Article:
How to Travel Around the Country, Be Fulfilled, and Live for Free
Note: This is the 5th in our series of interesting baby boomer retirements. Here is the link to the other Retirement Lifestyle Profiles in this series.
Barbara Traynor was resigned to working until she was 110. Although this single mother had been an administrative assistant for 40 years, her savings were low. She had no pension, and knowing her expected social security payment would be minimal, Barbara had all but given up hope of enjoying experiences like visiting the national parks.
Then one day she got an email from friends that changed everything in the most delightful way. As a result of that contact she soon set out for Sitka, Alaska, where in exchange for her professional skills, she received room and board for 12 months. She worked hard, made friends, explored the area, and came back home to New York State a very happy woman. As a matter of fact, she met so many wonderful people
that when she took 7 weeks coming back from Alaska, she only had to buy a hotel room 1 night. All of the rest of the trip back she stayed with friends she had met up north.
What She Did Before Retirement
Barbara spent most of her working career as an administrative assistant in education and health care. Since she moved 18-20 times while raising her family, she had accumulated no pension. She did, however, develop a formidable arsenal of professional and life skills.
With age 65 looming, and knowing that she would be depending on Social Security income, Barbara didn’t think retirement was going to happen … until she received that email explaining there were organizations who supplemented their staff with volunteers – offering FREE room and board in exchange for workplace skills! This seemed like the ideal solution to the financial pressure she was feeling.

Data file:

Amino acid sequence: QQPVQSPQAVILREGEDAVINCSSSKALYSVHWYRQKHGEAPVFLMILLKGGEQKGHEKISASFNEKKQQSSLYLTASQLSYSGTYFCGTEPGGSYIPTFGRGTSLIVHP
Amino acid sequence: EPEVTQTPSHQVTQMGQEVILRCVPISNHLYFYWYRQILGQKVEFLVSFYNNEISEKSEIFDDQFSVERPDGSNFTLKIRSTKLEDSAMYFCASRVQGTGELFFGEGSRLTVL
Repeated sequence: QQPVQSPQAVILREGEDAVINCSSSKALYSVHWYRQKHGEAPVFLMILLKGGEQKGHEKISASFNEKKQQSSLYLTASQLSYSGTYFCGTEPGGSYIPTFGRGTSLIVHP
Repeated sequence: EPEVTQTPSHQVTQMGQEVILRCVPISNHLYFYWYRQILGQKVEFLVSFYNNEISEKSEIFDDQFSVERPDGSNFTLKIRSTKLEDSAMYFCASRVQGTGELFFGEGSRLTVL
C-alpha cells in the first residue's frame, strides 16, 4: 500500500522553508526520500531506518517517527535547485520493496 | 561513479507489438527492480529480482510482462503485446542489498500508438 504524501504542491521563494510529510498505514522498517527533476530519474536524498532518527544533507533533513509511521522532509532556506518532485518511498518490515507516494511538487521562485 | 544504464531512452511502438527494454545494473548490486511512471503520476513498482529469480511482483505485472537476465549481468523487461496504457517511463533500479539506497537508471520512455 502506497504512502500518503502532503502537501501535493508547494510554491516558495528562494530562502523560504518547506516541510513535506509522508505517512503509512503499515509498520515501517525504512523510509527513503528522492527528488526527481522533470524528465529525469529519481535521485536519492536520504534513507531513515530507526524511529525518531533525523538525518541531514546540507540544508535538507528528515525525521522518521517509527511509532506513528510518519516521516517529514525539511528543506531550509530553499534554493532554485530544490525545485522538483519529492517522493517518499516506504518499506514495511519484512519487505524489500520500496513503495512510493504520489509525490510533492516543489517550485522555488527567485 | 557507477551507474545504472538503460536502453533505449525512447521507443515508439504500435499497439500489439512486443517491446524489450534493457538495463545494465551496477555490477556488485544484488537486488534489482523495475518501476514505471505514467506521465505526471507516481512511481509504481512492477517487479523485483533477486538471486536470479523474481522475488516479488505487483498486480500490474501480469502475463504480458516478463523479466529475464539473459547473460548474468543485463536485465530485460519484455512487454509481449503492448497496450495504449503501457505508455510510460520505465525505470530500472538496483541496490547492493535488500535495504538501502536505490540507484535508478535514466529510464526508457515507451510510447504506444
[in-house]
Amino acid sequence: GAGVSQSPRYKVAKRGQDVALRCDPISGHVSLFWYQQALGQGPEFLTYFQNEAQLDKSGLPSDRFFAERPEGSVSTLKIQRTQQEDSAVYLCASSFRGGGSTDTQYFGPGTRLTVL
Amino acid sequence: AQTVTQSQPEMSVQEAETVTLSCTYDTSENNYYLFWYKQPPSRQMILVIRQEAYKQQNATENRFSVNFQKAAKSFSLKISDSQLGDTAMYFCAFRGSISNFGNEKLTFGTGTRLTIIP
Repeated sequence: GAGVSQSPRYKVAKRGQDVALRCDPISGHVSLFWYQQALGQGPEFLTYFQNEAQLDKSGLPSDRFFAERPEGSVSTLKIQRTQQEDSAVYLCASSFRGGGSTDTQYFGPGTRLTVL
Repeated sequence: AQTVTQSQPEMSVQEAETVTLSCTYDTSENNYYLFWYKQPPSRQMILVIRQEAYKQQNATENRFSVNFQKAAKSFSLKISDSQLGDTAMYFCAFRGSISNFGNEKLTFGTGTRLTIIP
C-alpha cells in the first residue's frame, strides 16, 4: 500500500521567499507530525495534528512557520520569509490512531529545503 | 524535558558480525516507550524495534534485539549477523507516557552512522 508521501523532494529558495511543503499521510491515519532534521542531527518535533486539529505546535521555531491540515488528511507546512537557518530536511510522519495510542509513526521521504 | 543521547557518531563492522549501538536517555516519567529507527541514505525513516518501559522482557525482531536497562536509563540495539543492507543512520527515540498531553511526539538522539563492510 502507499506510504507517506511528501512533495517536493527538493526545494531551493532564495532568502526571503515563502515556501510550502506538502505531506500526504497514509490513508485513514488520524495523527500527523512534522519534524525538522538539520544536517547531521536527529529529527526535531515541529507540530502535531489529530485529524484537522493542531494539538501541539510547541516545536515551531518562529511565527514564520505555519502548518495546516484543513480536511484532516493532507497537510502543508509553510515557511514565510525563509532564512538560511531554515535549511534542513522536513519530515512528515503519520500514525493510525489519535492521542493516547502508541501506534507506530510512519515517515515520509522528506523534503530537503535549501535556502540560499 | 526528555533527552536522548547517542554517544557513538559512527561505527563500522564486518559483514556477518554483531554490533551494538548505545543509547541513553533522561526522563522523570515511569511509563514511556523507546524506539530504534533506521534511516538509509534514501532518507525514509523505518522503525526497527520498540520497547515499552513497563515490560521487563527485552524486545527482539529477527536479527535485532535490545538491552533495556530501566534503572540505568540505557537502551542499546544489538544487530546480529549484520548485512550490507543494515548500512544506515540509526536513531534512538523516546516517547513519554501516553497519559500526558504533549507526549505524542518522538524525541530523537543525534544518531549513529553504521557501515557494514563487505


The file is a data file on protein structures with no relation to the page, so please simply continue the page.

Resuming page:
Another thing that worked out well for her came when one of sons offered to add an in-law apartment to his house for her. She agreed, provided that it have a separate entrance. This allowed her to sell her condo, which greatly improved her finances. Because her living expenses are now minimal, she has much greater freedom, such as just walking out the door when a new assignment starts.
Singing for her supper
The job at the college in Sitka turned into a long term retirement strategy for Barbara. There she was
introduced into the world of organizations that are only to happy to bring in willing and skilled volunteers in exchange for room and board. Mostly available by word of mouth, there is a wide range of opportunities to choose from in locations all across the country.
Now in her 6th year as a volunteer, Barbara has loved almost every minute. Her subsequent gigs have been at a host of interesting places and institutions, where she has been able to contribute her skills in a variety of assignments. She has worked for Heifer International in Arkansas as their main receptionist. Her second assignment was at Arnolds Wildlife Rehab & Butterly Haven in Lake Okeechobee. Another job was at the Menaul School, a college prep school in Albuquerque, NM where 50% of the students are Native Americans from the pueblos and 25% Hispanic. An assignment coming up in 2012 will be at the Russell Cave National Monument in Alabama.
What to Expect